Help for allergic asthma—a rapidly growing disease!

According to the Centers for Disease Control and Prevention, the number of U.S. residents who suffer with asthma increased by nearly 30 percent in the past 15 years. Today, the disease affects one in 12 people.

asthma allergies

Allergies, too, are on the rise. In fact, they have shown a steady increase over the past 50 years. Today, about 20 percent of Americans have some kind of allergy.

Allergic asthma is the most common type of asthma, and if you’re wondering what asthma has to do with allergies, here’s a play-by-play synopsis:

  • Your immune system encounters a pollen granule drifting through the air.
  • Rather than simply ignoring it, your immune system mistakes it as a harmful element.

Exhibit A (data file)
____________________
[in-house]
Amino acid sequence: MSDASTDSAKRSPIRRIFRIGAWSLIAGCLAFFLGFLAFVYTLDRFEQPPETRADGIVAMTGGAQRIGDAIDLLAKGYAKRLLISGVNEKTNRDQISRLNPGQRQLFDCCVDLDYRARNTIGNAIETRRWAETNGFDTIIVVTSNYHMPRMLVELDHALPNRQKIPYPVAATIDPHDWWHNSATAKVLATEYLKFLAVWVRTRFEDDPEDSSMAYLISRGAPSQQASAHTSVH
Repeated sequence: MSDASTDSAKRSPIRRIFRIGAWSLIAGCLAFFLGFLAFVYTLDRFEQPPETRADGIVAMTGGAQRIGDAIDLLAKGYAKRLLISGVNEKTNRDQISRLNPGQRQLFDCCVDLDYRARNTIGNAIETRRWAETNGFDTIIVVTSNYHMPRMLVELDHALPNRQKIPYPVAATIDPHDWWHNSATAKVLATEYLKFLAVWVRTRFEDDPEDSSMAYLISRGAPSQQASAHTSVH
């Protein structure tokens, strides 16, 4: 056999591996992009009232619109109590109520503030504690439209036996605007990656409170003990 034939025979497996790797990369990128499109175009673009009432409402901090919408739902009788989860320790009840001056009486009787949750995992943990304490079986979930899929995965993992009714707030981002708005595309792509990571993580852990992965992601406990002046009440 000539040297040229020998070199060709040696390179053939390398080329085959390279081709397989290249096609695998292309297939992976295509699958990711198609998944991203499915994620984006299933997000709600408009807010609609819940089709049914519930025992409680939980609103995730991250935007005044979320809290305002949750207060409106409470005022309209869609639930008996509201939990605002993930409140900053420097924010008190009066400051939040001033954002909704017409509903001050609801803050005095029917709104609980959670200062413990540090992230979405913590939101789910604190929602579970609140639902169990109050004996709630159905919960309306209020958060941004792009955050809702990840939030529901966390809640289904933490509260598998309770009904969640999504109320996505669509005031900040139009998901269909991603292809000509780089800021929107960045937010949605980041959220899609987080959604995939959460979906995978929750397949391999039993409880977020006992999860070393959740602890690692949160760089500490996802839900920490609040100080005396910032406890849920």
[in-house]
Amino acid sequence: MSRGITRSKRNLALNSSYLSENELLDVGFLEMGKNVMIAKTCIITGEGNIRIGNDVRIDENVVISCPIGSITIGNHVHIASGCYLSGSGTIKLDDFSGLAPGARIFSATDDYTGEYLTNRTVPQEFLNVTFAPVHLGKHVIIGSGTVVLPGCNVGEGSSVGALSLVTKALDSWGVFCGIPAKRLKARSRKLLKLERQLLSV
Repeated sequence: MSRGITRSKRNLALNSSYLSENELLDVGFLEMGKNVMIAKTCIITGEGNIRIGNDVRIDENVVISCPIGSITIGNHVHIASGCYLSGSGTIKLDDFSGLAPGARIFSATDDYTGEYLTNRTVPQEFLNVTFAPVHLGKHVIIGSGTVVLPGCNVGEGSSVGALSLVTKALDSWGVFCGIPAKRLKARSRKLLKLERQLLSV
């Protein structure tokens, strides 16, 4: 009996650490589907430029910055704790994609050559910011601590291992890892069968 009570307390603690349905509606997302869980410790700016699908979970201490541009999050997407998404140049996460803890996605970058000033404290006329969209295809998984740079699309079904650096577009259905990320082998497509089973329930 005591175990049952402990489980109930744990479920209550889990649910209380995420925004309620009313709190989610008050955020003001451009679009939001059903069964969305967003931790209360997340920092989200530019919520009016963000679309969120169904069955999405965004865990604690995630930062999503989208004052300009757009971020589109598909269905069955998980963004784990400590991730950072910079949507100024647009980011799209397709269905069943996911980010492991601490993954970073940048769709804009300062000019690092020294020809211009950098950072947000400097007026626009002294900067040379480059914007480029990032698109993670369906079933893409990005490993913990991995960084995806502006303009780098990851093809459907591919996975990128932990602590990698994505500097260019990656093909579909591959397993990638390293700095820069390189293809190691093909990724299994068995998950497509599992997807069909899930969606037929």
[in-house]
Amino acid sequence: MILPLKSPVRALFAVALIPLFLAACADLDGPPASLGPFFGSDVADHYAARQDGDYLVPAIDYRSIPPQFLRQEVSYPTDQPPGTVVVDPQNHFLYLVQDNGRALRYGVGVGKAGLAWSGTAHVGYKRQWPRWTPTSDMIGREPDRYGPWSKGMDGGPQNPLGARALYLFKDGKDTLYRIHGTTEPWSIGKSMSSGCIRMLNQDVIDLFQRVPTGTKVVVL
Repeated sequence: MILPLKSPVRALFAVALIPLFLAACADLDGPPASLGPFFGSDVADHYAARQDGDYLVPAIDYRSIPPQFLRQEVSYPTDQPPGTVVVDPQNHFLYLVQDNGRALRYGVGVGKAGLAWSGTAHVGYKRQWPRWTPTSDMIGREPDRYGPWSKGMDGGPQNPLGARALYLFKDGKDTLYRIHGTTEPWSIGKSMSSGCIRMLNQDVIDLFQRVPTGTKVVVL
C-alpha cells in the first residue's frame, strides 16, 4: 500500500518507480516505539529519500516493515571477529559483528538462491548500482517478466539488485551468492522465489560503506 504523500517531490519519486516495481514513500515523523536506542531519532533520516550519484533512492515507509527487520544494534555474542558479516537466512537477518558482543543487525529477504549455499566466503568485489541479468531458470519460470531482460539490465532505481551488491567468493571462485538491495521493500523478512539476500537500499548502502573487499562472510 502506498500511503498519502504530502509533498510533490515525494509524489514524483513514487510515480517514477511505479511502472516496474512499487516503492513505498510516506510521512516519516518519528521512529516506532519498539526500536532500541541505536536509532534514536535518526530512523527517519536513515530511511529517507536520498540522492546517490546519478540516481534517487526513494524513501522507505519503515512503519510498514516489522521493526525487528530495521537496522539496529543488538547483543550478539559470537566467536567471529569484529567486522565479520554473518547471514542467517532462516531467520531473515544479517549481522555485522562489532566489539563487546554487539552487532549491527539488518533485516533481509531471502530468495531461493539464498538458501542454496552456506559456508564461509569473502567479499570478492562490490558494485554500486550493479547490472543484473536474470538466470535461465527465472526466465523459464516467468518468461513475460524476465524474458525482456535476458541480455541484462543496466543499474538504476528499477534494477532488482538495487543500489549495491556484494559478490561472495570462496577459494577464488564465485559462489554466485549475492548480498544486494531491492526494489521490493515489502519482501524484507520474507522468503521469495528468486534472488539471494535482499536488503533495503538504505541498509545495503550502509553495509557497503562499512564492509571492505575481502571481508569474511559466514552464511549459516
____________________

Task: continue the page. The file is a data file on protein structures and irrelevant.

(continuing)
• Your immune system attempts to “fight off” the pollen granule by releasing chemicals into the body.
  • In trying to defend itself, your body really hurts itself. The chemicals cause inflammation of body tissues, including the airways.
  • Your airways become narrow from the inflammation. Mucus backs up in them. You find it hard to breathe and begin wheezing.

And to think that it all started with that harmless little pollen granule! Of course, pollen isn’t the only culprit behind allergic asthma. Dust, pet dander, and mold can also set off your allergic asthma. So, too, can certain foods you may be allergic to.

If you do have allergic asthma, pills and inhalers can help, but if you want to get to the root of the problem, allergy treatment may be for you.

Talk to your doctor if you think your asthma may be allergic in nature. If you have other allergy symptoms or if you have a family history of allergies, you may be well be part of the growing number of Americans with allergic asthma. And if you’re scared of allergy shots or simply don’t want to deal with the hassle, consider an alternate form of immunotherapy (sublingual immunotherapy) that works through under-the-tongue drops instead of shots and can be administered at home.